Grazier’s Math: Matching Forage to Animal Demand

By Lee Rinehart, NCAT Agriculture Specialist


Writing a grazing plan includes developing a schedule and allocating forage to animals based on animal feed demand. Multi-paddock rotational grazing uses paddock size and number to stock pastures appropriately, based on animal intake,
plant recovery, and the length of the grazing period. These tips are designed to help graziers easily make use of the ATTRA Grazier’s Calculator to match forage resources to animal demand, including determining forage productivity
and calculating paddocks size and number.

Estimate animal forage demand: Species dry matter intake per day (as a percent of body weight):

  • Beef Cattle: 2.5 to 3.0% (0.025 to 0.03)
  • Dairy Cattle: 2.5 to 3.5% (0.025 to 0.035), depending
    on lactation
  • Growing Cattle: 3% (0.03)
  • Lactating ewes: 4.5% (.045)
  • Dry ewes: 2.5% (.025)
  • Goats: 4 to 5% (0.04 to 0.05)

Example: a 1,050-pound beef cow has a DMI of: (1050 × 0.03) = 31.5 pounds per day

Estimating forage productivity: estimating forage production in pounds per acre per day

You can estimate forage production with the clip-and-weigh method (see Clip and Weigh Forage Yield Calculator), or you can estimate forage available by hay yield on a pounds-per-acre basis. If your spring hay harvest is 1.8 tons per acre, multiply 1.8 by 2,000 and divide by the number of days between hay cuttings.

Example: 1.8 × 2,000 = 3,600 ÷ 35 days = 103 pounds per acre per day

Knowing the amount of forage your paddocks produce in pounds per acre per day during each season of the year (for example, May to June, June to August, etc.) will help you adjust recovery days, grazing days, and paddock number or size
throughout the grazing season.

Matching Forage Productivity with Demand

Estimating number of paddocks:

First, decide on a recovery (rest) period. This is usually lower in the spring, increases as the summer progresses, and may increase again in the fall for cool-season grasses.

Second, decide on a grazing period, or how long the animals will remain in a paddock before they are moved. Keep in mind, plants begin to regrow after about three days, and this should be the beginning of the recovery period. Use the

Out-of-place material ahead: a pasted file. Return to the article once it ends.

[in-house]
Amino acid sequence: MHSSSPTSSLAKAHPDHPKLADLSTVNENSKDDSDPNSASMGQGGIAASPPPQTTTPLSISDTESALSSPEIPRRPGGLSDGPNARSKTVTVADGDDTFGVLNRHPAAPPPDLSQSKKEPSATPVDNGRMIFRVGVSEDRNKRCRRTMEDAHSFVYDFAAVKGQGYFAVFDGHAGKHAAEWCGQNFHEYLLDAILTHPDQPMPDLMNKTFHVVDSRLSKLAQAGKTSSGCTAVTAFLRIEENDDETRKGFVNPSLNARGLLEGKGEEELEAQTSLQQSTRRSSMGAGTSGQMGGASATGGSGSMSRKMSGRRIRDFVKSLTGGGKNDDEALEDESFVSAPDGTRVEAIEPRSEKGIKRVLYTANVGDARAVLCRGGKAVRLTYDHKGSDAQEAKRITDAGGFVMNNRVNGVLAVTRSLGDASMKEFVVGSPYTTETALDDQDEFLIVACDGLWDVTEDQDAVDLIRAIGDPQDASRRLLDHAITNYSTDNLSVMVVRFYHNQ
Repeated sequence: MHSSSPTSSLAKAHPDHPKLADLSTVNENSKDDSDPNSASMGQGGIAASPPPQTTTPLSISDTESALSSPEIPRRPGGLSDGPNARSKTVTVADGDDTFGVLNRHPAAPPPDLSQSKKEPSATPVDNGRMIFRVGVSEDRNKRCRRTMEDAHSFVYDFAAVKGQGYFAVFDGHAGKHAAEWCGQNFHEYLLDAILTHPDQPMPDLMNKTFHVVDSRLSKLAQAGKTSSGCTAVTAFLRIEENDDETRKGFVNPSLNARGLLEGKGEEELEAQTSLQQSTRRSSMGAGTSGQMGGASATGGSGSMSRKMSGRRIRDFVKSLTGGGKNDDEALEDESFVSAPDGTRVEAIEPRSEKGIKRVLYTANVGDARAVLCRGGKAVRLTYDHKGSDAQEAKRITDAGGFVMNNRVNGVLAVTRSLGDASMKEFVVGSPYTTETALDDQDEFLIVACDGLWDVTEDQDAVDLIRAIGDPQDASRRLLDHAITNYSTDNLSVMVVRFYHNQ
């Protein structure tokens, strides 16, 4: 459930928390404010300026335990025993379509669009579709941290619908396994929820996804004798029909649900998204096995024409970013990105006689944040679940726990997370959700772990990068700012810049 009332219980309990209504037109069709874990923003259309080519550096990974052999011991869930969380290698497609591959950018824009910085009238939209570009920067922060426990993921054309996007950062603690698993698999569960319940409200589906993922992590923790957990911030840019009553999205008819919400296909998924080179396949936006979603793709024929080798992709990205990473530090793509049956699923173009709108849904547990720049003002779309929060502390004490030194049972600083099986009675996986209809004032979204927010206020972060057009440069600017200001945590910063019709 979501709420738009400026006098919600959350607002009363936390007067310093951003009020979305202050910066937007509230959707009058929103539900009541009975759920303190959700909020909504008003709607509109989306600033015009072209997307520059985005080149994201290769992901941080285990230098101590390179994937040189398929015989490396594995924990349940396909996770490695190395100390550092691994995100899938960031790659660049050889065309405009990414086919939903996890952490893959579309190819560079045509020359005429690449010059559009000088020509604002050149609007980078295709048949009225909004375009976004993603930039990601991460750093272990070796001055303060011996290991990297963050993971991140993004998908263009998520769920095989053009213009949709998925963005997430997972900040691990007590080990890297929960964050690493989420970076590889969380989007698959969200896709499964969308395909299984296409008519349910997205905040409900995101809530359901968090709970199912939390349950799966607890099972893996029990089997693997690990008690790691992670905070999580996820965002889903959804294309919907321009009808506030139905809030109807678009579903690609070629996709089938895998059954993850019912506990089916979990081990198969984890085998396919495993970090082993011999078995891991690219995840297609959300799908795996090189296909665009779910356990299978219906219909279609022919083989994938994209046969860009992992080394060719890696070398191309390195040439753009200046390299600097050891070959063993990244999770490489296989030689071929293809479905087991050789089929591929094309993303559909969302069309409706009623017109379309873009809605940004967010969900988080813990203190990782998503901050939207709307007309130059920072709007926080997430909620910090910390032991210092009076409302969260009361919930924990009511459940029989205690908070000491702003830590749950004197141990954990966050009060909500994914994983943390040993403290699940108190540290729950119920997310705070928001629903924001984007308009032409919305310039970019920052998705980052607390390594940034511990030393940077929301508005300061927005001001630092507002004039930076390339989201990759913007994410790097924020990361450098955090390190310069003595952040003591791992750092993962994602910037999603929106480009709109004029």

formula below to determine number of paddocks:

Recovery Period ÷ Paddock Grazing Period +1 paddock

Example: 35 days recovery ÷ 1 day grazing period + 1 = 36 paddocks

Estimating paddock size:

Determine paddock size: This is a function of herd dry matter intake of forages (grazing unit demand) relative to forage production. To calculate, multiply the herd intake by days grazed and divide this by forage availability and a utilization
rate. Forage utilization is the estimated percentage of the forage sward that will actually be consumed by livestock. A good rule of thumb is 50% (or 0.5), but because intense rotational systems are more efficient, we can increase the
utilization to no more than 70% (.07). When using 70% utilization, it is essential to fully recover grasses before re-grazing. For a way to determine this, see Chapter 2 in the ATTRA video Intensive Grazing: One Farm’s Set-Up, at 3:40 minutes.

Example: Assume dry matter demand of forage for 100 cows is 39 pounds per head per day, and forage productivity is 3,600 pounds per acre per rotation.

3,900 pounds herd intake × 1 day grazing period

3,600 pounds dry matter forage × 0.5 utilization rate

So, in this scenario, 36 paddocks of 2.2 acres average will support 100 cows with a move every day, giving us a 35-day recovery period. The total acreage needed for this system is 79.2 acres.

Using the Grazier’s Calculator

The Grazier’s Calculator is an easy way to match forage production with animal demand. This spreadsheet will calculate, seasonally, the number of paddocks and average paddock size, total forage production, paddock residual, forage available
for grazing per paddock, and forage inventory vs. grazing demand, to tell you if your balance is adequate or deficient. If you choose to use this tool, the values you will need to enter are as follows:

  • Grazing dates for each grazing season of the year (i.e., spring, summer, fall, winter)
  • Total acres
  • Forage production estimate in dry matter pounds per acre per day
  • Recovery period in days
  • Grazing period in days
  • Animal demand in dry matter pounds per day
  • Number of animals
  • Grazing utilization (percent of forage that will be
    consumed by the animals, leaving the rest as a residual for plant regrowth and soil organic matter)

Download the Excel spreadsheet Grazier’s Calculator.

How to use the calculator:

  1. Enter your values in the gray cells. The spreadsheet will calculate all other values.
  2. Use the forage-production and grazing-unit-demand calculators in Worksheet 1 to determine projected forage inventory and grazing-unit intake demand.
  3. Use Worksheet 2 to determine the projected stocking rate for each grazing period. Note that the calculator will calculate pounds of paddock residual. This is as important as the livestock you are feeding. Residual that is cycled
    through the rhizosphere provides carbon and other nutrients for the soil microbes and ends up as plant-available nutrients. Microbes are essential to maintaining soil health, a functioning soil, and less input, such as
    fertilizer and pesticides.
  4. The calculator on Worksheet 2 will determine if the forage production or inventory is adequate to feed your livestock while maintaining a residual base to feed soil microbes.

Grazier’s Math: Matching Forage to Animal Demand
By Lee Rinehart, NCAT Agriculture Specialist
Published November 2017

This publication is produced by the National Center for Appropriate Technology through the ATTRA Sustainable Agriculture program, under a cooperative agreement with USDA Rural Development. ATTRA.NCAT.ORG.